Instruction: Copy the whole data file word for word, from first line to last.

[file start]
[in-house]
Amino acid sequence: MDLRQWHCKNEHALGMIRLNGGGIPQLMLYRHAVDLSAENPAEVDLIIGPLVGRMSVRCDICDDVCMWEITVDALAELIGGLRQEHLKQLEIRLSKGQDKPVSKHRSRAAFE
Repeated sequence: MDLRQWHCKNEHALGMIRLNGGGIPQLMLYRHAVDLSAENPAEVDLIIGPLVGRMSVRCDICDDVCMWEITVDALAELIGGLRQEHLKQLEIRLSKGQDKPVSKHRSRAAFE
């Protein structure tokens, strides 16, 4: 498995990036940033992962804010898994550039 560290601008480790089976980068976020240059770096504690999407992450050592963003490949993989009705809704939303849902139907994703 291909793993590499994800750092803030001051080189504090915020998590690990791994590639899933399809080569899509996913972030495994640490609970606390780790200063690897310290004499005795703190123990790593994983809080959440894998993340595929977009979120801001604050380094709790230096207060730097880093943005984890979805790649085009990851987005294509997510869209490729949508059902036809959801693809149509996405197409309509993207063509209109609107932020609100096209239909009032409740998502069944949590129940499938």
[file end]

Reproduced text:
[in-house]
Amino acid sequence: MDLRQWHCKNEHALGMIRLNGGGIPQLMLYRHAVDLSAENPAEVDLIIGPLVGRMSVRCDICDDVCMWEITVDALAELIGGLRQEHLKQLEIRLSKGQDKPVSKHRSRAAFE
Repeated sequence: MDLRQWHCKNEHALGMIRLNGGGIPQLMLYRHAVDLSAENPAEVDLIIGPLVGRMSVRCDICDDVCMWEITVDALAELIGGLRQEHLKQLEIRLSKGQDKPVSKHRSRAAFE
């Protein structure tokens, strides 16, 4: 498995990036940033992962804010898994550039 560290601008480790089976980068976020240059770096504690999407992450050592963003490949993989009705809704939303849902139907994703 291909793993590499994800750092803030001051080189504090915020998590690990791994590639899933399809080569899509996913972030495994640490609970606390780790200063690897310290004499005795703190123990790593994983809080959440894998993340595929977009979120801001604050380094709790230096207060730097880093943005984890979805790649085009990851987005294509997510869209490729949508059902036809959801693809149509996405197409309509993207063509209109609107932020609100096209239909009032409740998502069944949590129940499938």